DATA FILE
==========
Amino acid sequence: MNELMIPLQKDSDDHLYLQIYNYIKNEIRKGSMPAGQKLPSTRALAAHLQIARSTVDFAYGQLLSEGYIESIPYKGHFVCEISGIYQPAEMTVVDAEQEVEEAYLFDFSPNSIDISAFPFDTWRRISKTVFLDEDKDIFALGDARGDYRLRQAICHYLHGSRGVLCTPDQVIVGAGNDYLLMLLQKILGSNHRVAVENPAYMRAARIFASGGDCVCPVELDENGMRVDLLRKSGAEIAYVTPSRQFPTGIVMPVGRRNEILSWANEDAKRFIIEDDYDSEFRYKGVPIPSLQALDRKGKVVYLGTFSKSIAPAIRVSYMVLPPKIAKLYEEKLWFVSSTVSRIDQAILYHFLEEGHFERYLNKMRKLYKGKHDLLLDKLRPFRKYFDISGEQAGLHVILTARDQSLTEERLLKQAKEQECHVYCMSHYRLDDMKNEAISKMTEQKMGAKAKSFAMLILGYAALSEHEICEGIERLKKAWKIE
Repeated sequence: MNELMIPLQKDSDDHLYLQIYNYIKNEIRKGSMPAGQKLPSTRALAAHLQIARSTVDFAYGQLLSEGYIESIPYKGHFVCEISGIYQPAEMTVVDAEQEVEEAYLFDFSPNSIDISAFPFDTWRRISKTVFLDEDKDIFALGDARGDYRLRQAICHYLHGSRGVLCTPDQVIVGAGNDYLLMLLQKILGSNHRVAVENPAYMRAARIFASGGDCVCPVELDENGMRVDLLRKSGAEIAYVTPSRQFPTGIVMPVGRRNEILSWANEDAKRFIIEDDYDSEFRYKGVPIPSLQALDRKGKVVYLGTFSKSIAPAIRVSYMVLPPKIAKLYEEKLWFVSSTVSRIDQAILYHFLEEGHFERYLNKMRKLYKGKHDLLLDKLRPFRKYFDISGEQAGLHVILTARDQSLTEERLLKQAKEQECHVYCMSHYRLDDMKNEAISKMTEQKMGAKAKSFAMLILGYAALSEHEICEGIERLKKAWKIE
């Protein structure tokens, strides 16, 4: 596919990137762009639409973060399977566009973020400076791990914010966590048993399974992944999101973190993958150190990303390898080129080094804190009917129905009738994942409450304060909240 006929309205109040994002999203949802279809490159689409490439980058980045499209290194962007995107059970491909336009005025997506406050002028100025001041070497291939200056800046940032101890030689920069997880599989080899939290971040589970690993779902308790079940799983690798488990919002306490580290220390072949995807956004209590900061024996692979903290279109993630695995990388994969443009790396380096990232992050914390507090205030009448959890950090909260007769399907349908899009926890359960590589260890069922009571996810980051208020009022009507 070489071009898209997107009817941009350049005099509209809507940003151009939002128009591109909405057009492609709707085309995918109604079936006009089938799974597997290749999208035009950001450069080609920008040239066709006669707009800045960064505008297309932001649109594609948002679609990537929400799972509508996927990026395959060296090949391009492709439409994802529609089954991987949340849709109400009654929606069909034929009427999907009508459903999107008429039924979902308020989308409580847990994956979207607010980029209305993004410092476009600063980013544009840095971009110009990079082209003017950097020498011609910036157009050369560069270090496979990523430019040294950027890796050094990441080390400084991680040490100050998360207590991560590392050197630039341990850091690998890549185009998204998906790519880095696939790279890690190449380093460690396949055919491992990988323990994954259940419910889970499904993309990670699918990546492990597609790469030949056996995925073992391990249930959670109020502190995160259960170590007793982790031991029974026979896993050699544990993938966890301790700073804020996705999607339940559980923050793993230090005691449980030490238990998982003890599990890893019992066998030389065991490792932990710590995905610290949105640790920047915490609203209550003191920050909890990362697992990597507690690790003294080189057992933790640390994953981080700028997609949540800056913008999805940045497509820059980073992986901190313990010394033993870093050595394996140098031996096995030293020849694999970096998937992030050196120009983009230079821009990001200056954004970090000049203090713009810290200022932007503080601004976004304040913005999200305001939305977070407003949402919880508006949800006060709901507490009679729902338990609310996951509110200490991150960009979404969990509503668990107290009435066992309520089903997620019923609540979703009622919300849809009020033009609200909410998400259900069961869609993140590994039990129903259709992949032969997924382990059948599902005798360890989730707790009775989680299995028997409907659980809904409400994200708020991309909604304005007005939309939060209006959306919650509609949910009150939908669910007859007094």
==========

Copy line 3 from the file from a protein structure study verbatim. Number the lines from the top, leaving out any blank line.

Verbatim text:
């Protein structure tokens, strides 16, 4: 596919990137762009639409973060399977566009973020400076791990914010966590048993399974992944999101973190993958150190990303390898080129080094804190009917129905009738994942409450304060909240 006929309205109040994002999203949802279809490159689409490439980058980045499209290194962007995107059970491909336009005025997506406050002028100025001041070497291939200056800046940032101890030689920069997880599989080899939290971040589970690993779902308790079940799983690798488990919002306490580290220390072949995807956004209590900061024996692979903290279109993630695995990388994969443009790396380096990232992050914390507090205030009448959890950090909260007769399907349908899009926890359960590589260890069922009571996810980051208020009022009507 070489071009898209997107009817941009350049005099509209809507940003151009939002128009591109909405057009492609709707085309995918109604079936006009089938799974597997290749999208035009950001450069080609920008040239066709006669707009800045960064505008297309932001649109594609948002679609990537929400799972509508996927990026395959060296090949391009492709439409994802529609089954991987949340849709109400009654929606069909034929009427999907009508459903999107008429039924979902308020989308409580847990994956979207607010980029209305993004410092476009600063980013544009840095971009110009990079082209003017950097020498011609910036157009050369560069270090496979990523430019040294950027890796050094990441080390400084991680040490100050998360207590991560590392050197630039341990850091690998890549185009998204998906790519880095696939790279890690190449380093460690396949055919491992990988323990994954259940419910889970499904993309990670699918990546492990597609790469030949056996995925073992391990249930959670109020502190995160259960170590007793982790031991029974026979896993050699544990993938966890301790700073804020996705999607339940559980923050793993230090005691449980030490238990998982003890599990890893019992066998030389065991490792932990710590995905610290949105640790920047915490609203209550003191920050909890990362697992990597507690690790003294080189057992933790640390994953981080700028997609949540800056913008999805940045497509820059980073992986901190313990010394033993870093050595394996140098031996096995030293020849694999970096998937992030050196120009983009230079821009990001200056954004970090000049203090713009810290200022932007503080601004976004304040913005999200305001939305977070407003949402919880508006949800006060709901507490009679729902338990609310996951509110200490991150960009979404969990509503668990107290009435066992309520089903997620019923609540979703009622919300849809009020033009609200909410998400259900069961869609993140590994039990129903259709992949032969997924382990059948599902005798360890989730707790009775989680299995028997409907659980809904409400994200708020991309909604304005007005939309939060209006959306919650509609949910009150939908669910007859007094």